I’ve reviewed a bunch of Kavalans before and not found any of them to merit the hype emanating from some quarters. They’ve ranged from mediocre to very good, but not even the one I’ve liked the most so far seemed to me to come close to meriting the very high asking price. That would be the last Solist Fino cask I tried (cask S061127001). That was an EU release and since then the Fino has arrived in the US and is going for anywhere between $300 and $400 (and doubtless for more at stores that don’t show up online). It’ll be interesting to see what their success will be like at this price point. Will the high price be enough to turn it into a status item for the Christmas season or will we see it discounted eventually? Time will tell, I suppose. But I’ll be able to tell you a little sooner than that what I think the cask this sample is from is worth.
(This is not the current US release either, by the way; this was released in 2012.)
Kavalan Solist, Fino, Cask S060814011 (58.6%; from a sample received in a swap)
Nose: Bright citrus to the fore—lemon, mandarin orange—with the stickier sherry notes rising up behind—caramel, light maple syrup, honey. Quite a bit of salt too. With more time there’s roasted malt and a bit of powdered ginger and the wood begins to make its presence felt as well. With even more time the citrus is mixed in with apricot jam and there’s a bit of chicory as well. Very nice indeed. Water brings out more lemon and honey. A little bit of toffee/shortbread too now.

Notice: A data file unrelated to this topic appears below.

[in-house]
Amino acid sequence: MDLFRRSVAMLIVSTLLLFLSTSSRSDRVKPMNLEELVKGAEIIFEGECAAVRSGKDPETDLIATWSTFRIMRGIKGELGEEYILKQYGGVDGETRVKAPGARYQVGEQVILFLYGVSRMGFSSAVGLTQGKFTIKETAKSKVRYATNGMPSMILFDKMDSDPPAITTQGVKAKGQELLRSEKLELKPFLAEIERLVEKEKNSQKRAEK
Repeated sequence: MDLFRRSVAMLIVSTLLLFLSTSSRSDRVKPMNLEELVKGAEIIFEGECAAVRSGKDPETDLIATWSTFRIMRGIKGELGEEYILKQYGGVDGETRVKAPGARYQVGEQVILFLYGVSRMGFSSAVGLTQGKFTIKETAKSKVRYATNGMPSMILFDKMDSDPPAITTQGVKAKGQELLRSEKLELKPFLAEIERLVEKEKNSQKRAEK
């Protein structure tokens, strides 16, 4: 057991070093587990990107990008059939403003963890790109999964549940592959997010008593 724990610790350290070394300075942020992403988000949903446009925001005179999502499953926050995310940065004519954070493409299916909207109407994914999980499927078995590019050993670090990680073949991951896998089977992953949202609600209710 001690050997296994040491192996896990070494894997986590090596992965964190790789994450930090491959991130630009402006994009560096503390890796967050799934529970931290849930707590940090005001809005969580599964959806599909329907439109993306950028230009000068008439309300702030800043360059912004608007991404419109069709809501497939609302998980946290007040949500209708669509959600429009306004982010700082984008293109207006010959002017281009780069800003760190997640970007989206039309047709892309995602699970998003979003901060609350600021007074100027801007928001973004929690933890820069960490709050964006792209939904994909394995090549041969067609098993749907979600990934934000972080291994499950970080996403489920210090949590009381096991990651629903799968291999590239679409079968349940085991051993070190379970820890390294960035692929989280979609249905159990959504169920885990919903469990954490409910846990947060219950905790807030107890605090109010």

Palate: Starts out with a cartload of fruit and it’s much sweeter than the nose had led me to expect—stops just a bit shy of being cloying and that’s because the citrus perks back up as I swallow. More wood on the second sip and the chicory from the nose shows up as mocha here and brings the powdered ginger with it. Not much change with time. Let’s see what water does. Brighter on the palate too with water, and the wood is less present now. A bit of pepper maybe.
Finish: Long. The fruit continues to brighten (citrus) and then the polished wood I also find in a lot of Amrut comes out—this must be an artifact of aging in hot climates with a lot of evaporation. At the very end the sweetness comes back out again. As on the palate with water at first, i.e brighter, more citrus, but then the sweetness comes back with a bang.
Comments: Very good indeed, and my favourite of the Kavalans I’ve tried. If spending $300-400 on a bottle of whisky is not a big deal to you then you will certainly not be disappointed in this bit of dessert in a glass—especially if you like older Balvenies (and you should certainly buy this over the Balvenie 30). Me, I would need some greater depth and development to think the price worth it. It does taste much older than it is (quite a bit less than 10 years old, probably) but it’s not as fully integrated as very old fine Scottish malts and nor does it have the earthy funk of long aging in wood. I guess what I am saying is that it lacks complexity. Would I think this if I were drinking it blind? I dunno.
Rating: 90 points.
Thanks to Sku for the sample!